Interpreter Q & A: Interpreter Credentials
This article is part of our "Dear BC, Interpreter Q & A” series, which answers questions on interpreting and Deaf culture from multiple perspectives. There isn’t always one “right” answer to every question, and different people have different opinions on how to handle different scenarios. That is why more than one perspective is provided in this series, however, more opinions always exist. These perspectives are gathered from talking with experienced interpreters and deaf consumers from across the United States and Canada and do not solely come from the author.
It just so happens that I’ve been collecting interpreter business cards for a long time now and I’m convinced that anyone and everyone these days can call themselves an "interpreter" without any credentials to back up their claim. Truth be told, our consumers aren’t always familiar with all our acronyms and the terminology we use for certification levels, so they can be easily misled. Here are some examples of titles I have in my collection from non-certified "interpreters" out there:
- "ASL Interpreter"
- "State Certified Interpreter"
- "ITP Graduate"
- "Freelance Interpreter"
- "Interpreter for the Hearing Impaired" and my favorite… "Hearing Impaired Interpreter"… this was a hearing person!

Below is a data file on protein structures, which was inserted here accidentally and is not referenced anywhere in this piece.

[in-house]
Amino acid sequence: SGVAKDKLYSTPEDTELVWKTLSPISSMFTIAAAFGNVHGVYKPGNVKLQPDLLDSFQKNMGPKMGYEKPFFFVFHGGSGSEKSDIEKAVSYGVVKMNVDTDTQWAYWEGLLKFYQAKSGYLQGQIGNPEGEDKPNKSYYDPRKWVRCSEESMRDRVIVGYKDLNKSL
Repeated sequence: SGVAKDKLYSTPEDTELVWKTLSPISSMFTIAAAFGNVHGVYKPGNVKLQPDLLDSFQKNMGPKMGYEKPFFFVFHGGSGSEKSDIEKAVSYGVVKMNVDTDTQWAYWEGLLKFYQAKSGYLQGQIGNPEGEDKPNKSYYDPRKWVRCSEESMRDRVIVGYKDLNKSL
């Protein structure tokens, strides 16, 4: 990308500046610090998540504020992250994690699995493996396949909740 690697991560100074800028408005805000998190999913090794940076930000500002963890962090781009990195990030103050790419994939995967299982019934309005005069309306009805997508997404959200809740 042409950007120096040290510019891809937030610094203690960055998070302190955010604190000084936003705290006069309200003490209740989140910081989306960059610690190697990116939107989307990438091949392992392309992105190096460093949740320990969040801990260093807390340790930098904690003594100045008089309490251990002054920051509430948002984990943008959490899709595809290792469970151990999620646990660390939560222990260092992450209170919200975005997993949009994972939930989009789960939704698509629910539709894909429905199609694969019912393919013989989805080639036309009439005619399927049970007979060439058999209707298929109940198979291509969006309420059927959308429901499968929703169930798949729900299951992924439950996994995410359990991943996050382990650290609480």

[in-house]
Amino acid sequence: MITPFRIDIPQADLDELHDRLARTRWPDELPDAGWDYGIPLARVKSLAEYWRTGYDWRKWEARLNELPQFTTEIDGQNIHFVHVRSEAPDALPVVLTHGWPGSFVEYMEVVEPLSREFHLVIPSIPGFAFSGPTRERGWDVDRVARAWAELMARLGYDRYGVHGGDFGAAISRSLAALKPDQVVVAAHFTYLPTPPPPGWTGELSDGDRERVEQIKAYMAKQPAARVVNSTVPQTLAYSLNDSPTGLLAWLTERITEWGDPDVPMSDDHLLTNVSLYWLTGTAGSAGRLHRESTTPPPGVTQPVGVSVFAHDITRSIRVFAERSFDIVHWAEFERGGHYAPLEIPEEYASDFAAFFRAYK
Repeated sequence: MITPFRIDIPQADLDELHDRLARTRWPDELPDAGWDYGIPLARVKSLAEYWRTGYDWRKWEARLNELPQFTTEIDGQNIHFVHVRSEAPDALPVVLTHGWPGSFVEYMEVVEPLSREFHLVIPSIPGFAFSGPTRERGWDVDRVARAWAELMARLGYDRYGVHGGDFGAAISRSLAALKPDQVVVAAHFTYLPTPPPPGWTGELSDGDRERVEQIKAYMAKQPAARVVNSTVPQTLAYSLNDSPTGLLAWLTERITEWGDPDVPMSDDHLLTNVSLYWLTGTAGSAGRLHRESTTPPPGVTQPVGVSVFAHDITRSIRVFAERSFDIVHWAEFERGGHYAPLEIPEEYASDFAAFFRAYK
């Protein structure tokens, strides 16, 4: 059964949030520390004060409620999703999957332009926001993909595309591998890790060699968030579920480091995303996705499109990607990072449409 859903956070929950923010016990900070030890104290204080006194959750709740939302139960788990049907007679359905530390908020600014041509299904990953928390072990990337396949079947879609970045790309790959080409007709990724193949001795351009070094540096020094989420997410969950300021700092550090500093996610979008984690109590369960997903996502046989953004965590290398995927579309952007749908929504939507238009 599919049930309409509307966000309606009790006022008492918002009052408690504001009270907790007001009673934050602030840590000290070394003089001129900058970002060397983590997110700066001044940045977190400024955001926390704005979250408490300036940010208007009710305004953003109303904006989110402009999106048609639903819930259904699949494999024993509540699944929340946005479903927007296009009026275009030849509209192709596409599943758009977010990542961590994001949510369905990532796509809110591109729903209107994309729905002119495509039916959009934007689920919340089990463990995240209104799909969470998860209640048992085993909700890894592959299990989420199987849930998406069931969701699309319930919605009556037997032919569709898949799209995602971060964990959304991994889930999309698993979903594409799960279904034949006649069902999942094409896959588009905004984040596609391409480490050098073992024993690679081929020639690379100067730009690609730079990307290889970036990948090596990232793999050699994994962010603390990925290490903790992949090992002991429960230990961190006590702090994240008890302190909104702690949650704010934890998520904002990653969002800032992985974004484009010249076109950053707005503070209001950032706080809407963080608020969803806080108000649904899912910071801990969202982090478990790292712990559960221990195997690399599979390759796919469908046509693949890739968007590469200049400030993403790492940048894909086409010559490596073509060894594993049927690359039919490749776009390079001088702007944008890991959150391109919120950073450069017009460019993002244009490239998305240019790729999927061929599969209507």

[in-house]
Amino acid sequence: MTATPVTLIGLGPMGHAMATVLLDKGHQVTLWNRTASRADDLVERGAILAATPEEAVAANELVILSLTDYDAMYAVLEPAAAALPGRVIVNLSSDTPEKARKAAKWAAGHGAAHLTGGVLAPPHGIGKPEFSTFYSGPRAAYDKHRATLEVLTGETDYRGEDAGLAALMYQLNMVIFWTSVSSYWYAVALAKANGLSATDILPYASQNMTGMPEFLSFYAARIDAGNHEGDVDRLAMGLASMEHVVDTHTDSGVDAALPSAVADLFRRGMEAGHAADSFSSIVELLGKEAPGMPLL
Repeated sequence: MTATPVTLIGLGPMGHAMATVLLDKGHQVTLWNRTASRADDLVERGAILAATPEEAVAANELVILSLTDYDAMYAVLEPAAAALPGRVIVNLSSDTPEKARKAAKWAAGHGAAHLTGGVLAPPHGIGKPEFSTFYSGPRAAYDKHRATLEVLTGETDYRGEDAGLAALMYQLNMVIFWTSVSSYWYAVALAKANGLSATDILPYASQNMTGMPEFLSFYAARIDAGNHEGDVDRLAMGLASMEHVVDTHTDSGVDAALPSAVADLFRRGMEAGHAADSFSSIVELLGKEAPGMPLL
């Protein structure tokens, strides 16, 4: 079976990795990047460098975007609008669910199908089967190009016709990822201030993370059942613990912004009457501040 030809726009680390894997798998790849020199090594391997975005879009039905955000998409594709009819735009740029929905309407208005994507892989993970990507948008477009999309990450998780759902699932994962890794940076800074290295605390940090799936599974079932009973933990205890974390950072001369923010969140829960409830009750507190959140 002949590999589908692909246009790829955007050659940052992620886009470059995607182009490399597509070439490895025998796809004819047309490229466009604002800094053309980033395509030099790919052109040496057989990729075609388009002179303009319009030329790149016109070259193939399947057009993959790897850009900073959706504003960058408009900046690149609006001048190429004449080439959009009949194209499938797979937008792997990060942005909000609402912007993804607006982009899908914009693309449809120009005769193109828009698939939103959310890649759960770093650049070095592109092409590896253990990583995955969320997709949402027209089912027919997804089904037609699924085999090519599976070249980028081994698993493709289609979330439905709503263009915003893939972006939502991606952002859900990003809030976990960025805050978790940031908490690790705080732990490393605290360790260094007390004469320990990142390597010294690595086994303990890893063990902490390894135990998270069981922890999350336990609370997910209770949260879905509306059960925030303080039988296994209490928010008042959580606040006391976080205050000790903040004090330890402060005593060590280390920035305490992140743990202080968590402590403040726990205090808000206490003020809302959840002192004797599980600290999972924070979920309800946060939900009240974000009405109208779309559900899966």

An Experienced Interpreter's Perspective:
"Consumer Beware!" That’s really what they should print on their business cards, although I doubt we will ever see it. One of the reasons I’m a strong proponent of licensing is the need to establish standards and ensure that only qualified people are practicing in the interpreting profession. Many hearing consumers and even some Deaf consumers don’t know what it takes to become qualified. As more states get on the bandwagon with licensure I believe this problem will start to disappear. In the meantime, we need to continue to educate consumers so they can make an informed choice when it comes to interpreting services.
Experienced Deaf Consumer's Perspective:
First of all, I would ask the interpreter if he or she has certification from the Registry of Interpreters for the Deaf (RID). If so, what kind of certification, and when? If he or she has no certification then I would ask where they got their training from and who their teachers were. If this person did not attend an interpreter training program, then I would discuss the importance of getting formal training, certification and state laws out there requiring it. If this person was assigned to me from an agency, I would inform his or her supervisor about my concerns and suggest they not utilize this person in the future.